Domhnall MacAuley is a CMAJ Associate Editor and a professor of primary care in Northern Ireland, UK
There was a media storm on climate change last weekend in the UK. The Times led on Friday with a alleging that an academic journal rejected a manuscript because it did not agree with established views. The that it contained scientific flaws and published the peer reviewers’ reports. The Guardian then . Climate change is very emotive and has implications for us all. My knowledge on climate change is limited and I cannot comment on the details of the science. But, the story has relevance to medical journals and how we deal with differing opinion.
It would be naïve to think that medicine does not have its own hierarchy of experts and vested interests. The pharmaceutical industry is often criticised and we can understand and recognise their economic agenda. But, conflict of interest extends far beyond money. Let's not pretend that academics don’t have a vested interest in promoting their own areas of interest. It helps generate research grants, leads to lectures, travel and enhanced professional reputation. They benefit from promoting their own work, their theories, opinions, research findings and deflecting criticism. If questioned or proven wrong, it would be very difficult for an academic to admit, yes, I think I may have been mistaken. Similarly, an editorialist or peer reviewer who challenges an expert, received wisdom or established opinion would need to be brave. A senior academic may speak out but someone more junior might fear it could damage their career. In medicine, we must to ensure that differing opinions are tolerated, debate is open and fair, and that journals are prepared to consider contradictory views.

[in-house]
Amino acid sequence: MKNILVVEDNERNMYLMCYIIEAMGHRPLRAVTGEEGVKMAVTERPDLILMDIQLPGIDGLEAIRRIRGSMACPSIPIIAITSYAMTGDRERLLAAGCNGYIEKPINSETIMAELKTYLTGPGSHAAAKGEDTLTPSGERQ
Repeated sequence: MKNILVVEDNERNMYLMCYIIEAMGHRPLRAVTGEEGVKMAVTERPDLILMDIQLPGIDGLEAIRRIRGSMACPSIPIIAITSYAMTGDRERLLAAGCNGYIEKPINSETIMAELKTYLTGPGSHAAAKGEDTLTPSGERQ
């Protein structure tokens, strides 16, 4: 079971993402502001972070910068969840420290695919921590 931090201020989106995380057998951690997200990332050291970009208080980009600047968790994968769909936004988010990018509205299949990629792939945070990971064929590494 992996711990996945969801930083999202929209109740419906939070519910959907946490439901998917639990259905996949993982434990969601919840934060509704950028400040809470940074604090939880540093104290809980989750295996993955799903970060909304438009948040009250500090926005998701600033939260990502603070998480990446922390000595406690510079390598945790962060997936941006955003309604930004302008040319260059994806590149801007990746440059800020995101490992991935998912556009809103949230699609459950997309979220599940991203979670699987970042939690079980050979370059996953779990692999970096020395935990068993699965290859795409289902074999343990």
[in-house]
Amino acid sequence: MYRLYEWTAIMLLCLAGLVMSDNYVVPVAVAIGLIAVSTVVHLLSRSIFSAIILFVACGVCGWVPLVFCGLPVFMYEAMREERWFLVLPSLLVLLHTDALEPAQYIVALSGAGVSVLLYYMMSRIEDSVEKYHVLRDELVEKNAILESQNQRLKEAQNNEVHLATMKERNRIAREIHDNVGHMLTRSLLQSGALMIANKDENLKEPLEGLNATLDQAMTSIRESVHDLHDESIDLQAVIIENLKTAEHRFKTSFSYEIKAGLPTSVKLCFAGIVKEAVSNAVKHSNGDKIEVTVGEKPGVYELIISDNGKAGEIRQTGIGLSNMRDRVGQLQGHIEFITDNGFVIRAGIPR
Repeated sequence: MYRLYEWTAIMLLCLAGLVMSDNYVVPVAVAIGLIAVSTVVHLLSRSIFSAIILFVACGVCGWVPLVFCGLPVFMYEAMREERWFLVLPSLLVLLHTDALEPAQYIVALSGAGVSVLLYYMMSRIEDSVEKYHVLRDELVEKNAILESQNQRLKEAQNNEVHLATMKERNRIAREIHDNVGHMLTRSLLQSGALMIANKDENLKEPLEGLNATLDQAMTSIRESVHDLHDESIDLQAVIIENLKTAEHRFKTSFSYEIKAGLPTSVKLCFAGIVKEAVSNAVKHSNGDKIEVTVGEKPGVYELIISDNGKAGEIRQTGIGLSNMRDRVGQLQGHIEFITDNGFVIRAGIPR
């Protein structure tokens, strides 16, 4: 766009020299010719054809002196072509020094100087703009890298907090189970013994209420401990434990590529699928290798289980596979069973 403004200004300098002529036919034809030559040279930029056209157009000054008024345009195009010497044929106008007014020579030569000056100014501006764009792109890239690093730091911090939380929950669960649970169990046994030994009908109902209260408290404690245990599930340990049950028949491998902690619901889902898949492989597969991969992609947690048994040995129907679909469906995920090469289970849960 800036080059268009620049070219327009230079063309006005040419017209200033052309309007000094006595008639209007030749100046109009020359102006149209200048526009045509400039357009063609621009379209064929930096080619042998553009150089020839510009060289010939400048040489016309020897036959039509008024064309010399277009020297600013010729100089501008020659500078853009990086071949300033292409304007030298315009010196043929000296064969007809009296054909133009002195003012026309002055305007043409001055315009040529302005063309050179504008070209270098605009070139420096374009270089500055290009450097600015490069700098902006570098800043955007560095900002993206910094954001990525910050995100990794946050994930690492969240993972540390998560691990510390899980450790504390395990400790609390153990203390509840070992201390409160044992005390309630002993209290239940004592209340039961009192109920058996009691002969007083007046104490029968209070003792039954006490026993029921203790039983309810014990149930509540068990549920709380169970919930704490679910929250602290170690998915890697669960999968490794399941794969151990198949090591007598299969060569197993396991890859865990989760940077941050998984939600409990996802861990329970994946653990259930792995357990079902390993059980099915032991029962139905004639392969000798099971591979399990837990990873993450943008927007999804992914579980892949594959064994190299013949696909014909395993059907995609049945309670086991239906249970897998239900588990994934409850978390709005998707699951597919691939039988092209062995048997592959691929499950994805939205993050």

It also made me wonder about medical involvement in climate change. Some high profile doctors, representatives of medical organisations, and journals have taken a position on climate change. Remembering that first piece of advice given to clinicians when attending court—don’t be drawn into giving an opinion outside your area of expertise—do doctors really know enough to step so far outside medicine?